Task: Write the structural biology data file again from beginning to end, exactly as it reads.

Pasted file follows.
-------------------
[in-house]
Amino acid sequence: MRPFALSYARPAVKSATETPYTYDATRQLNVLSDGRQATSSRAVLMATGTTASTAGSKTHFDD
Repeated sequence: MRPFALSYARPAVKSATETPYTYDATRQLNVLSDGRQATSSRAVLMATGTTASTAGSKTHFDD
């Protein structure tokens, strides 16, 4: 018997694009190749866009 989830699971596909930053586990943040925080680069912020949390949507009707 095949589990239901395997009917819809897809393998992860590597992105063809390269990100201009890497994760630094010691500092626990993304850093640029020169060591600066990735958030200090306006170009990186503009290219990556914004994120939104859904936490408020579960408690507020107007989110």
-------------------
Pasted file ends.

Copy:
[in-house]
Amino acid sequence: MRPFALSYARPAVKSATETPYTYDATRQLNVLSDGRQATSSRAVLMATGTTASTAGSKTHFDD
Repeated sequence: MRPFALSYARPAVKSATETPYTYDATRQLNVLSDGRQATSSRAVLMATGTTASTAGSKTHFDD
């Protein structure tokens, strides 16, 4: 018997694009190749866009 989830699971596909930053586990943040925080680069912020949390949507009707 095949589990239901395997009917819809897809393998992860590597992105063809390269990100201009890497994760630094010691500092626990993304850093640029020169060591600066990735958030200090306006170009990186503009290219990556914004994120939104859904936490408020579960408690507020107007989110």